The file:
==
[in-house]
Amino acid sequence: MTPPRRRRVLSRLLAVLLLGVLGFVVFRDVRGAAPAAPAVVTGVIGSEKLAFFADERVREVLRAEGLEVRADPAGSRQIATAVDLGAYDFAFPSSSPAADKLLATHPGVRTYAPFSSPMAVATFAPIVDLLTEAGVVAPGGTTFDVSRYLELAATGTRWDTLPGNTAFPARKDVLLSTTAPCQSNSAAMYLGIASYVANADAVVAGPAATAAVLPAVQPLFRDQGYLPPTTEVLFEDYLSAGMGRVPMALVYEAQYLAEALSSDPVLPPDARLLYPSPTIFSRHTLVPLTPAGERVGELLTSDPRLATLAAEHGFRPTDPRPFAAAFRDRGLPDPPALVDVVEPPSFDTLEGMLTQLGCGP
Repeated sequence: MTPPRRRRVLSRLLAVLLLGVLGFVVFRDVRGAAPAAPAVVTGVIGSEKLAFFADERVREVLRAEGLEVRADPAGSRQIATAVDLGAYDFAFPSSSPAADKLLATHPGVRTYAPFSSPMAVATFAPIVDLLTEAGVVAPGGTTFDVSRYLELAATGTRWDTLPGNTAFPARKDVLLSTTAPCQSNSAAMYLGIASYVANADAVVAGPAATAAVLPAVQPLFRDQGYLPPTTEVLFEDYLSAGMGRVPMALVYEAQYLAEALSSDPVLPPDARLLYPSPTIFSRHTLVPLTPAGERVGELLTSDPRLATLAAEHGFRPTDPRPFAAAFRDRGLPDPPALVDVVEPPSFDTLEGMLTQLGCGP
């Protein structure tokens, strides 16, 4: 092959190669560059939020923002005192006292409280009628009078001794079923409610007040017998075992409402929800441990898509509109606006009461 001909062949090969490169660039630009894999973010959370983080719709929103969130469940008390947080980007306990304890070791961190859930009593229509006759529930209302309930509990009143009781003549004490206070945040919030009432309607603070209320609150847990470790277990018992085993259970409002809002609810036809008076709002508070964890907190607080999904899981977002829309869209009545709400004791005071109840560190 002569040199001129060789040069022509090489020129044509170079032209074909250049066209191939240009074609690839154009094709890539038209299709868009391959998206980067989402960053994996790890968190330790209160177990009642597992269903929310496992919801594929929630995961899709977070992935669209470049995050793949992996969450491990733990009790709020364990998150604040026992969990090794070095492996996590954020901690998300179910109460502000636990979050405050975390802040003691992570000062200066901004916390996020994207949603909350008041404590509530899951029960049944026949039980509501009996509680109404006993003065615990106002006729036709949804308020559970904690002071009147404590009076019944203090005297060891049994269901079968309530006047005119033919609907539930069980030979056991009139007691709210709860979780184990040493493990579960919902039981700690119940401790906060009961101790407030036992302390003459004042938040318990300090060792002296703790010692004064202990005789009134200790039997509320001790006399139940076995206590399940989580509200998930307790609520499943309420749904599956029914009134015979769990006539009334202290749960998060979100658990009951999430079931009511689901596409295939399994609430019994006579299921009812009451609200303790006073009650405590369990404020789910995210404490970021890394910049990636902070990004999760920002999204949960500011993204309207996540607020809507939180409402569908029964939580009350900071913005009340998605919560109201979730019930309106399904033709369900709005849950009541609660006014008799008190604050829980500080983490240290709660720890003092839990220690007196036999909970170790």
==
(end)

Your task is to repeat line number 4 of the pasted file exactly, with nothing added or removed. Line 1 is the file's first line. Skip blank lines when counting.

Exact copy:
């Protein structure tokens, strides 16, 4: 092959190669560059939020923002005192006292409280009628009078001794079923409610007040017998075992409402929800441990898509509109606006009461 001909062949090969490169660039630009894999973010959370983080719709929103969130469940008390947080980007306990304890070791961190859930009593229509006759529930209302309930509990009143009781003549004490206070945040919030009432309607603070209320609150847990470790277990018992085993259970409002809002609810036809008076709002508070964890907190607080999904899981977002829309869209009545709400004791005071109840560190 002569040199001129060789040069022509090489020129044509170079032209074909250049066209191939240009074609690839154009094709890539038209299709868009391959998206980067989402960053994996790890968190330790209160177990009642597992269903929310496992919801594929929630995961899709977070992935669209470049995050793949992996969450491990733990009790709020364990998150604040026992969990090794070095492996996590954020901690998300179910109460502000636990979050405050975390802040003691992570000062200066901004916390996020994207949603909350008041404590509530899951029960049944026949039980509501009996509680109404006993003065615990106002006729036709949804308020559970904690002071009147404590009076019944203090005297060891049994269901079968309530006047005119033919609907539930069980030979056991009139007691709210709860979780184990040493493990579960919902039981700690119940401790906060009961101790407030036992302390003459004042938040318990300090060792002296703790010692004064202990005789009134200790039997509320001790006399139940076995206590399940989580509200998930307790609520499943309420749904599956029914009134015979769990006539009334202290749960998060979100658990009951999430079931009511689901596409295939399994609430019994006579299921009812009451609200303790006073009650405590369990404020789910995210404490970021890394910049990636902070990004999760920002999204949960500011993204309207996540607020809507939180409402569908029964939580009350900071913005009340998605919560109201979730019930309106399904033709369900709005849950009541609660006014008799008190604050829980500080983490240290709660720890003092839990220690007196036999909970170790």